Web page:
Tuesday, June 25, 2013

Alliances under austerity: what does America want?

Greetings from University House at the Australian National University in Canberra, where Dr Bates Gill, CEO of the US Studies Centre is speaking on "Alliances under austerity – what does America want?". Dr Gill said it was a delight to spend time learning more about the Australian end of the relationship with the USA. He has spent three decades writing on strategic issues in the Asian region, with numerous books.

The public perception is that US defense spending is declining, whereas that of China, India and other Asian countries is increasing. Dr Gill pointed out that defense spending has been declining in western countries over the last few years, But over ten years, defense spending is still high by historical standards. Australia and Korea have increased spending, whereas there has been a decline in Europe.

Dr Gill  pointed out there was a more diffuse threat environment. He suggested that the USA wanted more flexibility and independence from its allies. He suggested that this predates the global financial crisis. He suggested the framework for security should be broadened to include cultural engagement(seems a good idea to me as the USA on its own has not been good at winning hearts and minds).

In my view what seemed to be missing from Dr Gill's  analysis was they type of soft diplomacy used by China, with a combination of very targeted aid and economic investment. On a visit to Samoa, I noticed that the US Peace Corps office was being guarded by local staff wearing Chinese People's Liberation Army caps.

While on a visit to Sri Lanka recently, I was surprised to find the hotel full of US military officers there for a Multinational Communication Interoperability Programme workshop. Down the coast, China funded the Port of Hambantot which has strategic implications.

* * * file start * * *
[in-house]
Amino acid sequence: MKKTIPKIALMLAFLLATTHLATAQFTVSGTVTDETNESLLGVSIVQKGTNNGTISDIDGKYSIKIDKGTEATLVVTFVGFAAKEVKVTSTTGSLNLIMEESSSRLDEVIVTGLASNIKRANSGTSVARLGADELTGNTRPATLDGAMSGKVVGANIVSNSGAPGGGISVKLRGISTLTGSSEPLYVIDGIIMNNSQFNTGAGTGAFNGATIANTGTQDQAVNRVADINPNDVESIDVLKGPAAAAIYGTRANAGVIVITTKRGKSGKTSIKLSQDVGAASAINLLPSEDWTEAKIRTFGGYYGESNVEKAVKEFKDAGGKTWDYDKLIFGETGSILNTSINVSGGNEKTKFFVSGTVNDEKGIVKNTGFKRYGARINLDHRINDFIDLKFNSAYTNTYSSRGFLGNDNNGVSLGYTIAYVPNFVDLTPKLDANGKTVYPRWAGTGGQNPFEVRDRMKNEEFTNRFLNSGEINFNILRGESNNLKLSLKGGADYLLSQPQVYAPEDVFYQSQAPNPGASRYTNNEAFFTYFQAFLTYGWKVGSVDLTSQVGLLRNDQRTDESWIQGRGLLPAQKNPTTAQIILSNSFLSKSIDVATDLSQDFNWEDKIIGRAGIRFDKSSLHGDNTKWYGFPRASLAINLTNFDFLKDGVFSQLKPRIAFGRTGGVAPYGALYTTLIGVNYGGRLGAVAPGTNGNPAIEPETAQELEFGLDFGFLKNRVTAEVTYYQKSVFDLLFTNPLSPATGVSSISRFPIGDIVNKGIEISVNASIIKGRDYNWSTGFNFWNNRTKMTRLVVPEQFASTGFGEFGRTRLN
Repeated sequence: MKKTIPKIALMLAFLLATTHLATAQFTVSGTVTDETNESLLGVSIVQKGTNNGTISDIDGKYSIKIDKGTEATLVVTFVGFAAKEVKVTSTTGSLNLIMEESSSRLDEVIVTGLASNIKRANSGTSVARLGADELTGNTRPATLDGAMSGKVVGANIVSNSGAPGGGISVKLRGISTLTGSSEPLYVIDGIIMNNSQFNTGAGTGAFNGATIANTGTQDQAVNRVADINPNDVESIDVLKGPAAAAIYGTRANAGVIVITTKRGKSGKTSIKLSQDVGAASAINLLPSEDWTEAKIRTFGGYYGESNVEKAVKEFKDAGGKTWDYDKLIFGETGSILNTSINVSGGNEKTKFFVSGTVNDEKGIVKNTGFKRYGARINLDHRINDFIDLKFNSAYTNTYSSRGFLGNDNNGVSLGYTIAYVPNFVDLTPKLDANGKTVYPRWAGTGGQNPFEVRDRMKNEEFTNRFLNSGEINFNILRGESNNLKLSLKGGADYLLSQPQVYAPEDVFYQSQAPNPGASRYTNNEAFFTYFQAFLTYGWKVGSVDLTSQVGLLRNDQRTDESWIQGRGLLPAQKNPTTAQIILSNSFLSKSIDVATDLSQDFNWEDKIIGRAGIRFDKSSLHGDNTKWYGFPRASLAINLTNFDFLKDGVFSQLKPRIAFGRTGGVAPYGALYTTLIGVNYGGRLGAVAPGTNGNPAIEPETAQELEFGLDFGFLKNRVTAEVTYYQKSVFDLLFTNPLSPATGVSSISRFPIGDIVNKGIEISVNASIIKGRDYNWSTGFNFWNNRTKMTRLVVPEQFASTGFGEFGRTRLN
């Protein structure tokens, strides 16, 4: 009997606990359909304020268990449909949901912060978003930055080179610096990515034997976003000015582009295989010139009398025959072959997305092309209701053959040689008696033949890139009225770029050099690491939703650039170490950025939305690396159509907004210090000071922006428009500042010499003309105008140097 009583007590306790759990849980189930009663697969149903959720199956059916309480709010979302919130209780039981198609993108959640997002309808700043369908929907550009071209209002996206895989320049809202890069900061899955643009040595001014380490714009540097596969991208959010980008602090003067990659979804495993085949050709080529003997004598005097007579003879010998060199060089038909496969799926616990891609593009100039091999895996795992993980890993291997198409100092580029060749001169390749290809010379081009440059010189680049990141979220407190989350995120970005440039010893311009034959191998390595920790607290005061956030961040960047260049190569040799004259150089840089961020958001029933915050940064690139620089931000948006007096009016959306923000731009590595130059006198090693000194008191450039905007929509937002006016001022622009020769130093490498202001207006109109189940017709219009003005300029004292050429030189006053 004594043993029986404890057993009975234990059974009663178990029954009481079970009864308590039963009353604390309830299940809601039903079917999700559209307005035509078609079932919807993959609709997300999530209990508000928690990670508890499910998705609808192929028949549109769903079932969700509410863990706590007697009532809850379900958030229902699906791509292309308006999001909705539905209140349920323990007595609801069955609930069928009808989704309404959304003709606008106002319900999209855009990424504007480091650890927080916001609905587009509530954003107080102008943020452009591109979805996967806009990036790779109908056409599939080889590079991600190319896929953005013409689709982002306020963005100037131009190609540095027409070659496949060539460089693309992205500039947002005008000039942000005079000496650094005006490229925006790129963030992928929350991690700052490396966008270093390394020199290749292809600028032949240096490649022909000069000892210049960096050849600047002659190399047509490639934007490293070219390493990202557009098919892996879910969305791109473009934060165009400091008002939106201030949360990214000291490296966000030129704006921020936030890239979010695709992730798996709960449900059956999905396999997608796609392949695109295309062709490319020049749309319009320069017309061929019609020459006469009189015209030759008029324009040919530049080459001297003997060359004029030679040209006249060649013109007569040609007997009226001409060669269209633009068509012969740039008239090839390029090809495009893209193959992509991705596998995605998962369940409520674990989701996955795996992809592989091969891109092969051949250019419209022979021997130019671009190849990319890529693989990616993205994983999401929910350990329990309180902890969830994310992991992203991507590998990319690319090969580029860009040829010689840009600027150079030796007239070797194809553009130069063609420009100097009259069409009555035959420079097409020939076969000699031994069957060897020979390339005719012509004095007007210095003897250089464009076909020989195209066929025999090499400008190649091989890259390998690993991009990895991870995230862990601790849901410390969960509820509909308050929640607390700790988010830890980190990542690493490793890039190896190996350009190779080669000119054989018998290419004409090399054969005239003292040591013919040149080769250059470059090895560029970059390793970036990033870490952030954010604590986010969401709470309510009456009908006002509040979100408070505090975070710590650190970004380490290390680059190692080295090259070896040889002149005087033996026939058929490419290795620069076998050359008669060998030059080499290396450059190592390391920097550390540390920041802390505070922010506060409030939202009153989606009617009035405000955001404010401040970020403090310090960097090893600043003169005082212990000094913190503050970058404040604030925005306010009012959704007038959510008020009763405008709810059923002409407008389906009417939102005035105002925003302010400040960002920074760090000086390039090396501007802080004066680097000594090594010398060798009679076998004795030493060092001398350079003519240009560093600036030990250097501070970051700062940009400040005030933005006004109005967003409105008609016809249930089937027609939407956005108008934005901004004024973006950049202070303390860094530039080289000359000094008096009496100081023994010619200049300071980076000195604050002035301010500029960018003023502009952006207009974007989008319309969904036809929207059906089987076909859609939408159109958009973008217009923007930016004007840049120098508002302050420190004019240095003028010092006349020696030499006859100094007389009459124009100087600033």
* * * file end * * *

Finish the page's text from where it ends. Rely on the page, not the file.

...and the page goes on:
Dr Gill suggested more prepositioning of US equipment in the Asian region would be needed. This is a somewhat controversial issue in Australia, with a recent article in  Online Opinion magazine asking "
Is Central Australia the geostrategic centrepiece in the USA's new look east policy?".

Dr Gill suggested  the USA wanted to engage China in ways which both assure and deter. He said this would be "tricky".

I suggest that Australia needs to be clear on what it wants from the relationship and what it needs to contribute and the limits of USA's capabilities. As an example, it appears that Australia is planning to build 12 long range, very large, conventional submarines, for the Collins Class Submarine Replacement Project. Essentially Australia will attempt to build conventional submarines using technology from the USA's nuclear boats. There are both strategic and practical difficulties with this approach.

If larger replacements for the Collins Class Submarines can be built, they will be integrated into the US submarine strategic forces. This may involve Australia in wars far from its shores, preempting Australian political decisions. This could result in Australia being the target of retaliation using strategic weapons, as a way for the USA's opponents to send it a message.